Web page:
By Blake Alma
If you are in a short-term survival situation, food is not a priority. However, if you know you will be stuck in the woods for a few days, trapping some meat will do you much good. If you are anything like me, you cannot think or operate without food. Food will give you the energy to build a shelter, collect some water, start a fire, or even escape the wild. In this article, I will show you how to construct the basic snare to trap some small game.
Where to put your snare?
By a Hole
Searching for hole outside can sometimes be hard or easy. You might have seen a chipmunk come out of nowhere. Well, it came out of a hole not from nowhere, Duh! That might be a good spot for a snare. Also Rabbits
have holes. So putting your snare in front of the hole is ideal, for when it come out it smells the bait. Look in the woods, your yard, or at a park for these holes.
Some might find this gross, some might have the art of the outdoors-man by their side so they are not grossed out. DO NOT WORRY, YOU DON’T HAFTA TOUCH IT! So fear not. When you find scat, it might mean an animal travels though that area. Henceforth, it might be a good spot to set your snare.
Now, we all have seen footprints in the snow before, but do you know what kind of animal it is? Setting a snare where the footprints are might lead to a food source, which will make you success rate much higher. Searching on the internet different animal footprint will be helpful!
Look for white and red oak trees. They most likely have acorns, meaning squirrels and chipmunks will feast on them. So it might also be a good place to set your snare.
You might see grass in a park or in your yard all trampled (bent over) down. It is like that because something travels over it often. It is called a game trail or path. If it is not very wide of a path, squirrels, chipmunks, or rabbits most likely travel that way, making it a great place to set a snare.
Now that we got that covered, we now need to talk about constructing your snare.
• 24 gauge wire
• A pencil
• A strong stick
Note: There are laws regarding trapping.
1. Using your pliers, cut about 15 to 20 inches of wire. Grab your pencil and the wire. Loop the wire around the pencil twice. Twisty tie the loop by rotating the pencil around. Pull the pencil out.
2. Put the other end of the wire through the loop, and for squirrels make that loop 2 ½ inches in diameter (which is the size of your fist). Rabbits 4 inches, Groundhogs and opossums 5 inches.
3. Grab your stick and attach the snare onto it by wrapping the extra length of the wire to the stick. Then twisty tie the rest back around it. Carving a groove, with a knife, in the stick is ideal so your snare stays in place.
4. Stake your snare in the ground in desired location. Make sure your snare is sitting up correctly.
5. Now you need to test the snare and see how and if it works. Make your hand as if you are putting on a mitten and slide your hand through the snare. Your thumb should be pointing down and the snare should tighten around your hand.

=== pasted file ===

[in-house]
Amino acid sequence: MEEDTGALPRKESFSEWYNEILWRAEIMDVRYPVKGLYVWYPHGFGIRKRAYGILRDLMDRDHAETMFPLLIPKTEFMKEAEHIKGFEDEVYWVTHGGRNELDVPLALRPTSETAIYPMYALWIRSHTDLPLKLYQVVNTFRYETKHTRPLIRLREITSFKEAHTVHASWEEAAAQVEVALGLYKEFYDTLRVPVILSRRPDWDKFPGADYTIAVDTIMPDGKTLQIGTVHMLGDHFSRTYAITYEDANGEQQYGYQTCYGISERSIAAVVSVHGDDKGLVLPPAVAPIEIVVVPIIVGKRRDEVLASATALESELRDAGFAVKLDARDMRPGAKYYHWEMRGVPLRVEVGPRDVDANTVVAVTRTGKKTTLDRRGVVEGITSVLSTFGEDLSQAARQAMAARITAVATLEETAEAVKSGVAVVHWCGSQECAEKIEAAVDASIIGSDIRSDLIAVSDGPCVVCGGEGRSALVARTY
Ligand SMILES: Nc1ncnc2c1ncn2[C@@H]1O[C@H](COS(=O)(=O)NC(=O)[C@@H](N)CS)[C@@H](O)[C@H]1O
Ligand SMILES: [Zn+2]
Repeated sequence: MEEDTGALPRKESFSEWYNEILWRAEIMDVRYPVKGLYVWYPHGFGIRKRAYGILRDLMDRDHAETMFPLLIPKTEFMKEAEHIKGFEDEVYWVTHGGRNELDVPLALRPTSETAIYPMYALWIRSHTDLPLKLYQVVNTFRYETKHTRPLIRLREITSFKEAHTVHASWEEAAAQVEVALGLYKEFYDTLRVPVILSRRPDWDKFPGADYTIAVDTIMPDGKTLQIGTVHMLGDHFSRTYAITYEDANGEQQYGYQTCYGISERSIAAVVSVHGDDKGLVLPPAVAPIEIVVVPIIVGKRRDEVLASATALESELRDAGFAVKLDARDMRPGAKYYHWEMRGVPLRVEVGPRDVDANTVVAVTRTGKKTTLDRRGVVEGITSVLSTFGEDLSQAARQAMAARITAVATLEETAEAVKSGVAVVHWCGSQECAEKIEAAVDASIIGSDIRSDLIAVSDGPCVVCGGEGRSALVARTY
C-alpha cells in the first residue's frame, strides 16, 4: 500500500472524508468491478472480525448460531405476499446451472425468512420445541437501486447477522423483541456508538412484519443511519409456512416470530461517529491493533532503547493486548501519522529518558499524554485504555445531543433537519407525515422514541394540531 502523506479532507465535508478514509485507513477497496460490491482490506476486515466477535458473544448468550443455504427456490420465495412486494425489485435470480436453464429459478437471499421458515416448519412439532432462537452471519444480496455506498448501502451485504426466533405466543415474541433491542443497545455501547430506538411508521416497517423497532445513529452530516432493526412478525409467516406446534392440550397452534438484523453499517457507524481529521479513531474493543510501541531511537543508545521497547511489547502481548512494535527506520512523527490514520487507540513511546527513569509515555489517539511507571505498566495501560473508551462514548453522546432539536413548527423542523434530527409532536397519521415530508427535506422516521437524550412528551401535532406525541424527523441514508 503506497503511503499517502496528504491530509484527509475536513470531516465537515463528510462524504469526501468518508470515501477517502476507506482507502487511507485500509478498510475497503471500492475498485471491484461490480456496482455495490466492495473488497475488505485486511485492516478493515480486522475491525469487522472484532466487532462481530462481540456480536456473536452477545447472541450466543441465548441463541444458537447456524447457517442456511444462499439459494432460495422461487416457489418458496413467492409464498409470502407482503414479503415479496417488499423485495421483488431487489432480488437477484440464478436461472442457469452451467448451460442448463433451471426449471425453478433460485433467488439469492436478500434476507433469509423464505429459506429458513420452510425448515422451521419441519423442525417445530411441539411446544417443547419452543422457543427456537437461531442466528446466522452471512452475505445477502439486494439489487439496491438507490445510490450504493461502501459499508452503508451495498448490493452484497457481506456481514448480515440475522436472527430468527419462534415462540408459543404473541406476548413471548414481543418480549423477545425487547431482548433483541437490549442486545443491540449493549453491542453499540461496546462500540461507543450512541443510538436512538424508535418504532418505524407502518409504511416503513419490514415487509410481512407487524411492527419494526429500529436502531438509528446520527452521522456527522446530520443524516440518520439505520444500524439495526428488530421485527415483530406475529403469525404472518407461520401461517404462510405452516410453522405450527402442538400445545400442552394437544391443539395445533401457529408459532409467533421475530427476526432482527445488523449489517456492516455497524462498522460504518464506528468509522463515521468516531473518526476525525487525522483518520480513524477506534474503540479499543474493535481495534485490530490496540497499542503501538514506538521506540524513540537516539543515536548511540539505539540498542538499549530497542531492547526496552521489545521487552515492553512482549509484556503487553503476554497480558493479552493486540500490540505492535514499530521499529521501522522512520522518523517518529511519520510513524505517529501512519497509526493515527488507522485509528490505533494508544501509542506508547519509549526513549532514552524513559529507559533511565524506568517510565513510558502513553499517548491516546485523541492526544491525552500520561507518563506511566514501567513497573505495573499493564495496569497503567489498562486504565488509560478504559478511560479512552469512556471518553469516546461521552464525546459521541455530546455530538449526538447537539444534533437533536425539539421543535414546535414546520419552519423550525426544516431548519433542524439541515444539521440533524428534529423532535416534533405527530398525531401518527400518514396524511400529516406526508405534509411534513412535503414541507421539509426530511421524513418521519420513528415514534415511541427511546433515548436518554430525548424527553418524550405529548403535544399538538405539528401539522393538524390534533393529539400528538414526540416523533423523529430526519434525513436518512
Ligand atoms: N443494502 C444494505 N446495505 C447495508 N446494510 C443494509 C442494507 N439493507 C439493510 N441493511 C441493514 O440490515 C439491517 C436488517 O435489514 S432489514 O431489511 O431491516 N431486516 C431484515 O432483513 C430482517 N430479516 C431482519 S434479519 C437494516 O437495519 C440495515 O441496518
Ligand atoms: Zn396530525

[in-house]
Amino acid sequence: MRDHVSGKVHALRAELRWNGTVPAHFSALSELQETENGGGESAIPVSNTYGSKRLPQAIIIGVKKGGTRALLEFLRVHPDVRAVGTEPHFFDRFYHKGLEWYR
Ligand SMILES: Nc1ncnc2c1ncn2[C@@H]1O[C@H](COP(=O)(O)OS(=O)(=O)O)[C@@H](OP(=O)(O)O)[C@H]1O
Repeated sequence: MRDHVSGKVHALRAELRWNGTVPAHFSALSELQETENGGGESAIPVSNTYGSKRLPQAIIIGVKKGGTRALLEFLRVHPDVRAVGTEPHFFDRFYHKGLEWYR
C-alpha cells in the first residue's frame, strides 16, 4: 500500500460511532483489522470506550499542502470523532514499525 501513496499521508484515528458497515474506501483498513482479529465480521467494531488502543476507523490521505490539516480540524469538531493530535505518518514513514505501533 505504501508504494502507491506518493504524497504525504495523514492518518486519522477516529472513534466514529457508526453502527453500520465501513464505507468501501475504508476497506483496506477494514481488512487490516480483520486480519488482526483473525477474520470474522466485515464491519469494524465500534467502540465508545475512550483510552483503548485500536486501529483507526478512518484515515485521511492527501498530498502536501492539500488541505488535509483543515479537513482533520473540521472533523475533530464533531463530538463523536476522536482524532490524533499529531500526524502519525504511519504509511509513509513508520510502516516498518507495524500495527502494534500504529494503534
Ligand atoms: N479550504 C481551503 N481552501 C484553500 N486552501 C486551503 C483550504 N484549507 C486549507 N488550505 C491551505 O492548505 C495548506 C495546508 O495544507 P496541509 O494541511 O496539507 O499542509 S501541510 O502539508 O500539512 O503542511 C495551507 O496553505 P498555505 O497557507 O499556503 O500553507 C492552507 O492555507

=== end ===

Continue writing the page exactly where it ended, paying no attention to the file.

Hopefully, this good ol’ snare will trap for your life correctly. I have got several animals with this snare and I know you can too!
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About Blake Alma:
Blake is the host of The Outdoorsman’s Art Radio Show on WRVO Radio and the founder and managing editor at The Art of an Outdoorsman.
I’ve used this technique with great success. But instead of stiff wire, I keep a roll of picture hanging cable in my pack. It’s easy to manipulate without having to use pliers.
Thanks for this article, Blake! It’s clear, concise, and the pictures make it easy to understand. It also looks like something a less-than-strong person can do! I’m looking forward to trying it.
The best snare I have ever seen was made with guitar strings. So save the next pair that you remove!!!!!!!
Be careful using snares in places where domestic pets may roam unless you want to eat someone’s dog or cat . These traps are designed to kill and are not selective .
I think I understand your concern. However, pets should not be “roaming”, a responsible animal owner should always keep their animal fenced or on a lease. If someone’s animal ends up in my traps, on my property, I am not to blame. Fault belongs to the owner for allowing the animal to “roam”.
Could not agree with you more, Ten. I, too, declare myself not responsible if the neighbor’s mutt ends up in my snare. Should have kept it on a leash or inside a fenced yard.
Note: There are laws regarding trapping.
Not after SHTF.
Thanks for this….they are very clear instructions.
Guitar strings and all strings are the same as piano wire. I was told by a person who hand builds musical instruments. For those who want something cheap and easy, you can also buy those pre-cut fishing leaders at Walmart and other places. That’s what Dave Canterbury uses. You can see his video on YouTube where he demonstrates how to create a snare.
Another option is to buy or re-purpose some wire or buy some and use terminal connectors and ferrules or crimping beads to creates loops and locking mechanisms.
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